‘Why didn't you tell me? We should do something! Let’s go out! Go round the pub, or should I call Scottie to get us into some exclusive place or wherever? I do still want you to meet him one of these days, and this could be a great opportunity. What do you think?’ Danny’s words came out in a rush, bombarding Alex. All these years, Alex wanted to really talk to someone, for someone to want to talk to him, to break through the silence he had collected around himself, but it was still an adjustment. Danny was always brimming with words, and it overwhelmed Alex at times – he always felt two paces behind. But Danny understood, he said so himself. Despite being two steps ahead, Danny would always wait for Alex to catch up.

‘I…’ Alex began to speak, but still was unsure how to proceed. Give the whole back-story? Say he just doesn’t care about birthdays? Or be honest? The back-story didn’t matter, it was the fear, fear of the unknown. Alex didn’t know how to celebrate a birthday. Alex didn’t know how to psych himself up for something like this. He still felt his body adjusting to Danny, to the odd knot in his stomach whenever he was around him, the often overwhelming need to have his mouth on Danny’s, both wide open, breathing into each other.

‘It’s okay,’ Danny says, finally recognizing that Alex needed a moment, and began rubbing soft circles into Alex’s back, calling him back from any thoughts that would entangle him.

‘I’ve never … done much. I don’t know what to do. I’ve never been able …’ Sentences weren’t maths, and if they were, Alex’s weren’t adding up. How do you place word after word and make it clear? Alex didn’t know – he was learning.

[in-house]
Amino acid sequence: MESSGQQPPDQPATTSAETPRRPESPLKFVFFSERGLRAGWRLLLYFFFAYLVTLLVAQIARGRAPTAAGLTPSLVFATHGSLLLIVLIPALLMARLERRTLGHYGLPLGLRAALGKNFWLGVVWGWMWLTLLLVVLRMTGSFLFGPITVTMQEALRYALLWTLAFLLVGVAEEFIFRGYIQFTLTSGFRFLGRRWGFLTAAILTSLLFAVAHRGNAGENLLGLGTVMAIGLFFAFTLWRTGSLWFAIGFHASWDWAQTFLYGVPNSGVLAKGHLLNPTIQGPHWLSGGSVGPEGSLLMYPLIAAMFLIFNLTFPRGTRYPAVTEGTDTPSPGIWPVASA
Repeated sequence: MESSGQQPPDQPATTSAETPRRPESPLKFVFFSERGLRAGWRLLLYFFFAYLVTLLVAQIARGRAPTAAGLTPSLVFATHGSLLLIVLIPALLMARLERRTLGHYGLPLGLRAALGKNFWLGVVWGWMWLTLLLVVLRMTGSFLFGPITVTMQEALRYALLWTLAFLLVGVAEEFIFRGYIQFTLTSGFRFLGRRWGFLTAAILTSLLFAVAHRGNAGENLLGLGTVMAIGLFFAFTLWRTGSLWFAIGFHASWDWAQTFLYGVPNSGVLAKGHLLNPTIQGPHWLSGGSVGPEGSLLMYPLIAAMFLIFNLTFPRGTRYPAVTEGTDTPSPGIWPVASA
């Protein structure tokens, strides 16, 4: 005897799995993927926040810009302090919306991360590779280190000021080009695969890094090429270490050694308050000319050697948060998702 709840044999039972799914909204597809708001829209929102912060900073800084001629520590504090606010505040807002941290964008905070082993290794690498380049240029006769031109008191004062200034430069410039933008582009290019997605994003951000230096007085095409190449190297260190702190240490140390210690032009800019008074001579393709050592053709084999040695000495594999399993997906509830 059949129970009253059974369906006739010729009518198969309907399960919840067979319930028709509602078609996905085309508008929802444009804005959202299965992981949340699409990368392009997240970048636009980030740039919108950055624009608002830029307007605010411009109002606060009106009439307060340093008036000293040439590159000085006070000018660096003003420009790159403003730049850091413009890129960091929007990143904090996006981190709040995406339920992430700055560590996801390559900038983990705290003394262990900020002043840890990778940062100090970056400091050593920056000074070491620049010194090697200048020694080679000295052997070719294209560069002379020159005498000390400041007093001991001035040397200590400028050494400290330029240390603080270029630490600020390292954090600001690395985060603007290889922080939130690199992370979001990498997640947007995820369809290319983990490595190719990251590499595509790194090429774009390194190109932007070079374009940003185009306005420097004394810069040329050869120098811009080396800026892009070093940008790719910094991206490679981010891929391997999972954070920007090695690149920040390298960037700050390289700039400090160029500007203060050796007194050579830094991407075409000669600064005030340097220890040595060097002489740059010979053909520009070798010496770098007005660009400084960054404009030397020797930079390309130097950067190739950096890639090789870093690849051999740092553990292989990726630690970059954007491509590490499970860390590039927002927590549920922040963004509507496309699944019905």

‘So you’ve never really celebrated?’ Danny asks tentatively.

‘Yes, who would want … It’s never been special,’ Alex finally says, choosing what is hopefully an easier way out: a lie.

‘Has it never been special because you don’t think it is, or because others never thought it was?’

Finally, Alex couldn’t hide: tears are welling up in his eyes. He decides to stare into the sun.

‘I understand,’ Danny says, and he takes Alex in his arms, and places a kiss on Alex’s forehead. ‘I understand,’ Danny says, and places a kiss next to Alex’s left eye. ‘I understand,’ Danny says, and places a kiss on Alex’s cheekbone. ‘I understand,’ Danny says, and places a kiss on Alex’s jaw. ‘I understand,’ Danny says, and places a kiss on Alex’s lips, and tastes salt.


The last time, Alex tries to remain as calm as possible. The night before, Danny has told him about his past, his struggles with drugs and sex, and Alex can feel the future opening wide before them. It’s possible to know everything about each other and be okay. Would they be okay?

Alex is resting against the countertop, cuppa in hand, going over the final details: first, train to Wales; second, Danny finds the USB in the laptop; third, they will fake my death to cover up the fact that I’ve run away; fourth, they will try to frame Danny; fifth, I will go to America by boat; sixth, the American will meet me … and so it went on. Alex’s thoughts racing, knowing this would be the last time he would see Danny for who knows how long. Alex’s plan was risky, but he would do anything and everything he could to make sure he would see Danny again, that Danny would again make him eggs and bacon in the morning, that Danny would again, again, again …

‘What do you say we go away for the weekend?’ Danny can feel the future opening wide, too.

‘Sure,’ Alex pauses, gathering strength, ‘I have to buy a battery for my laptop. I can’t go without replacing it.’

‘I understand,’ and Danny places a kiss on Alex’s lips on the way to bringing the food to the table.

I hope you will. And for the first time, Alex will be two steps ahead, and will wait, and Danny will catch up.